24-25 Aug 2022
ICC SYDNEY

5 TAKEAWAYS | Container Deposit Scheme Harmonisation

Tasmania has signaled its intention to have a container deposit scheme (CDS) in full effect by 2022, with Victoria to follow by 2022/23.

The Victorian Government announced the beginnings of their CDS, where people receive a 10 cent refund for every aluminium, glass and plastic drink container returned – by 2023. “We want to help communities look after our local environment by being better equipped to tackle litter and increase recycling and now they have the chance to help shape how it works,” said Member for Macedon Mary-Anne Thomas. “Victoria’s container deposit scheme will be an exciting opportunity for all Victorians to play a role in improving recycling, cutting waste and tackling litter and importantly, it’ll create jobs across the state.”

These initiatives have opened a dialogue around the best practices for Container Deposit Schemes for Victoria and Tasmania. There are already similar schemes operating across SA, NT, NSW, ACT, QLD and recently WA, so what will national harmonisation look like? This panel explored what we have learnt from operations across Australian jurisdictions.

Missed our session? here are some of the key takeaways!

1. The NSW CDS process

Numerous and differing CDS schemes have been introduced across the nation, with Tasmania the next in line, and Victoria being the latest to announce a CDS on the way.

Alex Young, Director of the NSW CDS scheme delved into how NSW established their own CDS and the questions which arose in the process.

Alex said “What is an effective scheme, and what are our objectives?… The ones that really worked well had a good alignment of incentives..a good balance of power within those schemes.”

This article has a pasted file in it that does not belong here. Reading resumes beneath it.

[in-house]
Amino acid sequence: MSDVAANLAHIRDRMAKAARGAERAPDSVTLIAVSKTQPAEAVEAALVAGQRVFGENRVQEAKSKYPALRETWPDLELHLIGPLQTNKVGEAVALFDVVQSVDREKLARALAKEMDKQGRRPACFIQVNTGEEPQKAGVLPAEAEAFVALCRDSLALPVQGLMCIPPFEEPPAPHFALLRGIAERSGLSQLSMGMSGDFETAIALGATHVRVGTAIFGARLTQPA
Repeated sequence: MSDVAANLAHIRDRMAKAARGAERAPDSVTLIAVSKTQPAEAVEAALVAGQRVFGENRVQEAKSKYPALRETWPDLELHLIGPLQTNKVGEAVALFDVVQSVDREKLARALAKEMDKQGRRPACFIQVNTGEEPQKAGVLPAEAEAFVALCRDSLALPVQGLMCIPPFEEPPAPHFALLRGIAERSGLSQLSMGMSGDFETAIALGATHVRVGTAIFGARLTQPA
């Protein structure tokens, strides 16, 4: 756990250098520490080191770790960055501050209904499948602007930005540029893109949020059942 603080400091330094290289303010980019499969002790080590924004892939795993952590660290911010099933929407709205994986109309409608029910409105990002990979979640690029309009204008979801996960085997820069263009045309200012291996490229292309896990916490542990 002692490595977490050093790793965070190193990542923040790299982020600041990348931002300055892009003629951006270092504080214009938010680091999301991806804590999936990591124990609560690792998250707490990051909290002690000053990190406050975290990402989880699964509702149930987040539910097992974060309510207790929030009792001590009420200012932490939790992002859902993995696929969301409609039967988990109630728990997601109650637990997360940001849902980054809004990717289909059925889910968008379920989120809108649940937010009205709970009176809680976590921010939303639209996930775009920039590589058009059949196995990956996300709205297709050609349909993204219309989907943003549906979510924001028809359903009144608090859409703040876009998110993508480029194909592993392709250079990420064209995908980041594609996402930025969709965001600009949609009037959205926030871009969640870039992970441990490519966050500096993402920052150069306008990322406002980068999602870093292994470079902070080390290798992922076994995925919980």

Alex went on to explain that for NSW they found the best way to run the scheme was to create two primary coordination functions. The first tenure would run the relationships and marketing side of the scheme and the other would deal with the on-the-ground logistics and collection of materials. He said that by running a competitive tenure process to attain these roles, they managed to achieve the best cost outcomes.

When asked about the aligning with the schemes set up in South Australia and Northern Territory, Alex admitted that the scope of containers is not as simple as it could be. Also that this is a cost-recovery model, and it was partly about trying to control costs whilst keeping the system similar enough for suppliers.

Session MC Rose Read added that “Knowing what the costs are and being able to manage these in the future is important for the industry.”

2. Victoria’s CDS proposal

Karl Shanley, Victorian Department of Environment, Land, Water and Planning (DELWP), explained that Victoria is currently in the consulting stage of a proposed CDS model, and this would be submitted on the 30th November 2020.

In order to create the proposal, VIC has looked at schemes from across the world to understand what is working and best practice to make the right decision for Victorians. From their research, Karl discussed that these schemes differ widely, with contemporary schemes focusing on introducing social and environmental outcomes. There was an awareness when putting the proposal forwards that market conditions will change over time, and that the scheme will need to be dynamic to reflect that.